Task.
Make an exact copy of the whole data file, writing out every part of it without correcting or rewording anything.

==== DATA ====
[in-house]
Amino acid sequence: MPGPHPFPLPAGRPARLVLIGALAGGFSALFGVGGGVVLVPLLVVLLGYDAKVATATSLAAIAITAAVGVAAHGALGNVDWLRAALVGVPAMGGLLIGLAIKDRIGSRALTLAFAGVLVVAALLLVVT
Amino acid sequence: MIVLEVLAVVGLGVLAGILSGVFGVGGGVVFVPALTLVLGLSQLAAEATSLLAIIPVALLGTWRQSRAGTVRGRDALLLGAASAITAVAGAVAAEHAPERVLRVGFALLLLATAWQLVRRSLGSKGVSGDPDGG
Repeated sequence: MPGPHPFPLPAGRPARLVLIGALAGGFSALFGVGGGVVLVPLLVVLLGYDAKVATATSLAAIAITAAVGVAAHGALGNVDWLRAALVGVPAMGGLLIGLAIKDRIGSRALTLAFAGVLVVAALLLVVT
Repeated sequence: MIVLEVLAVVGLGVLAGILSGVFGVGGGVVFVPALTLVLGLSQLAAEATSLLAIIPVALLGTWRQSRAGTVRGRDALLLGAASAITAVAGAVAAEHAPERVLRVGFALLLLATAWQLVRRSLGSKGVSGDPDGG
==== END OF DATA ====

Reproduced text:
[in-house]
Amino acid sequence: MPGPHPFPLPAGRPARLVLIGALAGGFSALFGVGGGVVLVPLLVVLLGYDAKVATATSLAAIAITAAVGVAAHGALGNVDWLRAALVGVPAMGGLLIGLAIKDRIGSRALTLAFAGVLVVAALLLVVT
Amino acid sequence: MIVLEVLAVVGLGVLAGILSGVFGVGGGVVFVPALTLVLGLSQLAAEATSLLAIIPVALLGTWRQSRAGTVRGRDALLLGAASAITAVAGAVAAEHAPERVLRVGFALLLLATAWQLVRRSLGSKGVSGDPDGG
Repeated sequence: MPGPHPFPLPAGRPARLVLIGALAGGFSALFGVGGGVVLVPLLVVLLGYDAKVATATSLAAIAITAAVGVAAHGALGNVDWLRAALVGVPAMGGLLIGLAIKDRIGSRALTLAFAGVLVVAALLLVVT
Repeated sequence: MIVLEVLAVVGLGVLAGILSGVFGVGGGVVFVPALTLVLGLSQLAAEATSLLAIIPVALLGTWRQSRAGTVRGRDALLLGAASAITAVAGAVAAEHAPERVLRVGFALLLLATAWQLVRRSLGSKGVSGDPDGG